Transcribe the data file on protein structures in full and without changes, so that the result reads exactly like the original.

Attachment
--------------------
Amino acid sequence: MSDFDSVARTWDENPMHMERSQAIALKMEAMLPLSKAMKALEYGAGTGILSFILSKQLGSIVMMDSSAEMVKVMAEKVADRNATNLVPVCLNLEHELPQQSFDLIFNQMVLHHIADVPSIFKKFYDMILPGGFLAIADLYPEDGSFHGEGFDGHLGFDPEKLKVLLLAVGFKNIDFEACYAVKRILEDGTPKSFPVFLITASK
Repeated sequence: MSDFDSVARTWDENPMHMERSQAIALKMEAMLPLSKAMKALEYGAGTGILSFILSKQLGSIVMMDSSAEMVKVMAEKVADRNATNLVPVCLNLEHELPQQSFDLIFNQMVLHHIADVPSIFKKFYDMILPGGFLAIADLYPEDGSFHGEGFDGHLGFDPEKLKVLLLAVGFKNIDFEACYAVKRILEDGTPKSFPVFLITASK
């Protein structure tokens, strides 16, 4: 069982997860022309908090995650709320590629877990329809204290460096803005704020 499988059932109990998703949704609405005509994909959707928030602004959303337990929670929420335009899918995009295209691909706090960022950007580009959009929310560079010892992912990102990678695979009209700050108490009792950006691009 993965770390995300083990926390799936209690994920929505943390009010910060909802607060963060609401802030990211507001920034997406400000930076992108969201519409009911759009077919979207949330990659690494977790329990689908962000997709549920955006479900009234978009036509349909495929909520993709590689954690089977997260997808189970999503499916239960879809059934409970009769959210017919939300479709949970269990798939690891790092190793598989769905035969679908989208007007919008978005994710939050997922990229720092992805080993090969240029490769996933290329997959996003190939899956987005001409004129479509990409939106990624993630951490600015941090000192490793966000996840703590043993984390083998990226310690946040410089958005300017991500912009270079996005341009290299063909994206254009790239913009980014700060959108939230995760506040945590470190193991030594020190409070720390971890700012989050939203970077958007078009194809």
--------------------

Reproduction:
Amino acid sequence: MSDFDSVARTWDENPMHMERSQAIALKMEAMLPLSKAMKALEYGAGTGILSFILSKQLGSIVMMDSSAEMVKVMAEKVADRNATNLVPVCLNLEHELPQQSFDLIFNQMVLHHIADVPSIFKKFYDMILPGGFLAIADLYPEDGSFHGEGFDGHLGFDPEKLKVLLLAVGFKNIDFEACYAVKRILEDGTPKSFPVFLITASK
Repeated sequence: MSDFDSVARTWDENPMHMERSQAIALKMEAMLPLSKAMKALEYGAGTGILSFILSKQLGSIVMMDSSAEMVKVMAEKVADRNATNLVPVCLNLEHELPQQSFDLIFNQMVLHHIADVPSIFKKFYDMILPGGFLAIADLYPEDGSFHGEGFDGHLGFDPEKLKVLLLAVGFKNIDFEACYAVKRILEDGTPKSFPVFLITASK
């Protein structure tokens, strides 16, 4: 069982997860022309908090995650709320590629877990329809204290460096803005704020 499988059932109990998703949704609405005509994909959707928030602004959303337990929670929420335009899918995009295209691909706090960022950007580009959009929310560079010892992912990102990678695979009209700050108490009792950006691009 993965770390995300083990926390799936209690994920929505943390009010910060909802607060963060609401802030990211507001920034997406400000930076992108969201519409009911759009077919979207949330990659690494977790329990689908962000997709549920955006479900009234978009036509349909495929909520993709590689954690089977997260997808189970999503499916239960879809059934409970009769959210017919939300479709949970269990798939690891790092190793598989769905035969679908989208007007919008978005994710939050997922990229720092992805080993090969240029490769996933290329997959996003190939899956987005001409004129479509990409939106990624993630951490600015941090000192490793966000996840703590043993984390083998990226310690946040410089958005300017991500912009270079996005341009290299063909994206254009790239913009980014700060959108939230995760506040945590470190193991030594020190409070720390971890700012989050939203970077958007078009194809």